Insuring Healthcare After Retirement
During your 20’s, start saving for post-retirement healthcare and other costs of living. Open a Health Savings Account and an Individual Retirement Account (IRA) to save tax-free. It’s never too late to start saving or increase your savings rate. Motivate yourself with rewards for reaching milestones.
Dental, Hearing, and Vision
Medicare doesn’t provide coverage for routine dental, hearing, or vision care, except for limited coverage available to participants in Medicare Advantage plans. Consider purchasing insurance to cover these expenses and asking healthcare providers for discounts available to retired patients.
Unless enrolled in a Medicare Advantage Plan, enroll in Part D drug coverage. Enrollment is not automatic. Register for Part D when you are 65 to avoid a late enrollment penalty. Check annually during open enrollment periods to optimize coverage.
Doctors and Hospitalization
Registration for Medicare is mandatory when you turn 65 even if still employed. Delayed signup can cause a gap in coverage and result in penalties. Remember to notify Medicare when ending your pre-retirement insurance coverage. Set up an automatic payment plan since prompt payment prevents loss of coverage.
Medicare Advantage is an optional alternative to traditional Medicare (Parts A, B, and D). Medicare Advantage has slightly more benefits and lower premiums than traditional Medicare, but fewer participating doctors and pre-authorization is required to see specialists. About 50% of Medicare beneficiaries chose Medicare Advantage.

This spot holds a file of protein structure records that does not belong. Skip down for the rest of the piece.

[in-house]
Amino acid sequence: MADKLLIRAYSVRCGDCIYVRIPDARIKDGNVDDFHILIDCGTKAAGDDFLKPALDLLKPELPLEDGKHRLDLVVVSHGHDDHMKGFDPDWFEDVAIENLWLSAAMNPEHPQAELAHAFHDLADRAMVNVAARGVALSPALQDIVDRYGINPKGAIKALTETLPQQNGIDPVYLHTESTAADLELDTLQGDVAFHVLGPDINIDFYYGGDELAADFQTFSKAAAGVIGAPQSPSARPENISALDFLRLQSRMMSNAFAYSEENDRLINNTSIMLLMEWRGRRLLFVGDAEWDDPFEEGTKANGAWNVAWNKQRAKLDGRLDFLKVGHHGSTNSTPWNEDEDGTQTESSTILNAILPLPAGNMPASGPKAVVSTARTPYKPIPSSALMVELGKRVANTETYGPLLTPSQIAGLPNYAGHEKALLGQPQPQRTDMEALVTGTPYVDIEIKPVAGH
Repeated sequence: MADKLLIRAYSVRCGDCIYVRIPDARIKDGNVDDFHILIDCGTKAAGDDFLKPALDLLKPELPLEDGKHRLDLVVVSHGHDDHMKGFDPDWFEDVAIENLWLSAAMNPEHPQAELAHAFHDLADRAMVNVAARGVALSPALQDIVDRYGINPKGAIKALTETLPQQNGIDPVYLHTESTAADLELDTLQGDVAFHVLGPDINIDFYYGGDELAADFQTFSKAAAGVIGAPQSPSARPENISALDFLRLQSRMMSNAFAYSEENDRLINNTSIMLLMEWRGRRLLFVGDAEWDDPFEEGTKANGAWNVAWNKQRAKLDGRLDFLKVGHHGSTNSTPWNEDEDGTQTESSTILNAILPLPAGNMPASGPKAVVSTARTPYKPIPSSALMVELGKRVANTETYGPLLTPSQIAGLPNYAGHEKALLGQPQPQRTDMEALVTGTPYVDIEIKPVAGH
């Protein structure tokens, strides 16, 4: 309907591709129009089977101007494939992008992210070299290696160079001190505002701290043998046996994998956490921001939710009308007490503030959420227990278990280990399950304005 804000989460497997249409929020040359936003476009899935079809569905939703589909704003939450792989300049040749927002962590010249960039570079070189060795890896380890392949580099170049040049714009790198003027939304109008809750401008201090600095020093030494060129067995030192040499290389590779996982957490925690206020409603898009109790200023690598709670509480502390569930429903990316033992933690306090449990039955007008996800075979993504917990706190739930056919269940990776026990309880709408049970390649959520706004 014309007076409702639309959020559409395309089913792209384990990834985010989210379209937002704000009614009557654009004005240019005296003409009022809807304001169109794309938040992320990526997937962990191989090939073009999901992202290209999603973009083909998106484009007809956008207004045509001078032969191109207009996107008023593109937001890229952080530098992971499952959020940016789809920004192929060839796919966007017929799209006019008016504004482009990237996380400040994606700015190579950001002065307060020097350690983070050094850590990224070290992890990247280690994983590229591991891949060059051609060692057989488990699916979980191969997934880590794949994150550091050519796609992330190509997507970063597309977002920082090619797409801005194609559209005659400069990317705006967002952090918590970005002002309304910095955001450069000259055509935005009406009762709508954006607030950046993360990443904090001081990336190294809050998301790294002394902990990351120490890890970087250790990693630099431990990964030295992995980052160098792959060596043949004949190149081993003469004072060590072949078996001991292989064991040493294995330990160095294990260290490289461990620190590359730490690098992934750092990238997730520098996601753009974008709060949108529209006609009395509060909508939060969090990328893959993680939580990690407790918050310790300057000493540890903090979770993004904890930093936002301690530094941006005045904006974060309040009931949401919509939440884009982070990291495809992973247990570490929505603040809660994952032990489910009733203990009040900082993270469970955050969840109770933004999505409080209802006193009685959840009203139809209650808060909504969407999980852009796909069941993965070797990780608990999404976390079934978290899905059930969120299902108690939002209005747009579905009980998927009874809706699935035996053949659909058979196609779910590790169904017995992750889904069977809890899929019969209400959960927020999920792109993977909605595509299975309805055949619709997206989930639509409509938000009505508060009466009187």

Traditional Medicare and Medicare Advantage only cover short-term stays in skilled nursing facilities for those meeting requirements like being hospitalized for 3 days prior to admission to a nursing home. Purchase Long-Term Care Insurance by mid-50’s to cover nursing care and assisted living facilities. Delaying purchase will result in higher premiums and risk health conditions that disqualify coverage.
Participants in traditional Medicare can purchase supplemental insurance, known as “Medigap” from private insurance companies. Medigap covers traditional Medicare’s 20% co-pay, deductibles, and other out-of-pocket costs. Medigap is available from insurance companies at monthly charges that vary by plan and insurer. The best time to get Medigap coverage is at age 65. After 65, Medigap may not be available or could be more expensive.
How to Plan for Health Care Costs in Retirement
What Your HSA Can Do For You
Finding Prescription Drug Coverage
Pros and Cons of Medicare Advantage
Understanding Long-Term Care Insurance
Make-or-Break Medicare Mistakes
Nuts and Bolts of Medicare Advantage
Understanding Social Security Regular Retirement and Medicare
Getting Started with Medicare
Comparing Original Medicare & Medicare Advantage
AARP (American Association of Retired Persons) – articles.
ABA (American Bar Association) – articles and videos.
CMS (Centers for Medicare & Medicaid Services) – articles and videos.
SHIP (State Health Insurance Assistance Program) – directory of insurance counsellors.
Solace (Find Solace, Inc) – directory of healthcare advocates.